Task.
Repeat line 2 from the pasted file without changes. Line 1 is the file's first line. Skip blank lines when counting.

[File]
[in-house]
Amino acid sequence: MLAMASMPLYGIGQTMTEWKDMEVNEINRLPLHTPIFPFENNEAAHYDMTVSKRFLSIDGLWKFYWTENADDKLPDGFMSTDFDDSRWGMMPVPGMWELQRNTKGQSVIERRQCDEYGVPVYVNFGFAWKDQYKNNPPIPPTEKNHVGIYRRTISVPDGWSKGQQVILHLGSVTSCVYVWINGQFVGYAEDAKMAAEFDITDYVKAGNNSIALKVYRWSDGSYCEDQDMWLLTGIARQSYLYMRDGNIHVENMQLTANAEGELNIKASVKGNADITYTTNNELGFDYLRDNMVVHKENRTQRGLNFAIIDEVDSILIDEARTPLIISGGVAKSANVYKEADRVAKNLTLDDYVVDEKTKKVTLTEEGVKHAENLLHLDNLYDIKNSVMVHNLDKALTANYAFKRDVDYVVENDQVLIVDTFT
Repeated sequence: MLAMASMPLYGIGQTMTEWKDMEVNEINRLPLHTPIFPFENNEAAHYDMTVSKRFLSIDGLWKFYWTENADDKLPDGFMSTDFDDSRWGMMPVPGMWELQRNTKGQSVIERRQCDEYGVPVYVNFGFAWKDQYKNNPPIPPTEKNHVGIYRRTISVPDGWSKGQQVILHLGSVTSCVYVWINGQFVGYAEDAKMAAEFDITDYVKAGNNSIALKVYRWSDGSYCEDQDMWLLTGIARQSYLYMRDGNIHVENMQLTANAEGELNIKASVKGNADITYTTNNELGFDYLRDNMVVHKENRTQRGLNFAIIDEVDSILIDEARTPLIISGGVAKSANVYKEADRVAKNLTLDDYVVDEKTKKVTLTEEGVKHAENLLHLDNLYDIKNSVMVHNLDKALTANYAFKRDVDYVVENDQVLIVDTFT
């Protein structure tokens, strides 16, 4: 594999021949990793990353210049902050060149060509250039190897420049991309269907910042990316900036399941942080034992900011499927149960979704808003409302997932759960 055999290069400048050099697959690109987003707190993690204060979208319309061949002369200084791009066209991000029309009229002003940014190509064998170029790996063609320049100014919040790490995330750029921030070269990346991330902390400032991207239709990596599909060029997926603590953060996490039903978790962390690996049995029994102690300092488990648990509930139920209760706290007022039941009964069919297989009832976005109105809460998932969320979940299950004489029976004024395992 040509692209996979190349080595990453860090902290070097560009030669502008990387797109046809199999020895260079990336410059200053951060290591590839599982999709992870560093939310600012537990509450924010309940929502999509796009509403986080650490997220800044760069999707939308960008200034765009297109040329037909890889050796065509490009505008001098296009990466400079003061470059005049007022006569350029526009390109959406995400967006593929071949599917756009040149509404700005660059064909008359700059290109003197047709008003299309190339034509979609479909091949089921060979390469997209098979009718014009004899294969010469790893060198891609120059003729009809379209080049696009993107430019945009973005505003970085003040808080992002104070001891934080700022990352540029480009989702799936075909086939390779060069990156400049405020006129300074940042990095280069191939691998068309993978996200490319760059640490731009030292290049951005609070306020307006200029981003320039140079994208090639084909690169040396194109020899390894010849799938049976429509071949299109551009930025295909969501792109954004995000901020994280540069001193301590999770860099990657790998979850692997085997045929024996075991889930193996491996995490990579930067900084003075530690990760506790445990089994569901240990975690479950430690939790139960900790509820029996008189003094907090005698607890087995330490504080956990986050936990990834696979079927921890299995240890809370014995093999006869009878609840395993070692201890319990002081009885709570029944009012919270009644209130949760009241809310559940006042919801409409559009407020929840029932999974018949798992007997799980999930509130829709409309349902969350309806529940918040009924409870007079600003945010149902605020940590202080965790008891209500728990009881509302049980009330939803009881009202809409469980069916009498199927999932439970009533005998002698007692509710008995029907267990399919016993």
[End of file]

Amino acid sequence: MLAMASMPLYGIGQTMTEWKDMEVNEINRLPLHTPIFPFENNEAAHYDMTVSKRFLSIDGLWKFYWTENADDKLPDGFMSTDFDDSRWGMMPVPGMWELQRNTKGQSVIERRQCDEYGVPVYVNFGFAWKDQYKNNPPIPPTEKNHVGIYRRTISVPDGWSKGQQVILHLGSVTSCVYVWINGQFVGYAEDAKMAAEFDITDYVKAGNNSIALKVYRWSDGSYCEDQDMWLLTGIARQSYLYMRDGNIHVENMQLTANAEGELNIKASVKGNADITYTTNNELGFDYLRDNMVVHKENRTQRGLNFAIIDEVDSILIDEARTPLIISGGVAKSANVYKEADRVAKNLTLDDYVVDEKTKKVTLTEEGVKHAENLLHLDNLYDIKNSVMVHNLDKALTANYAFKRDVDYVVENDQVLIVDTFT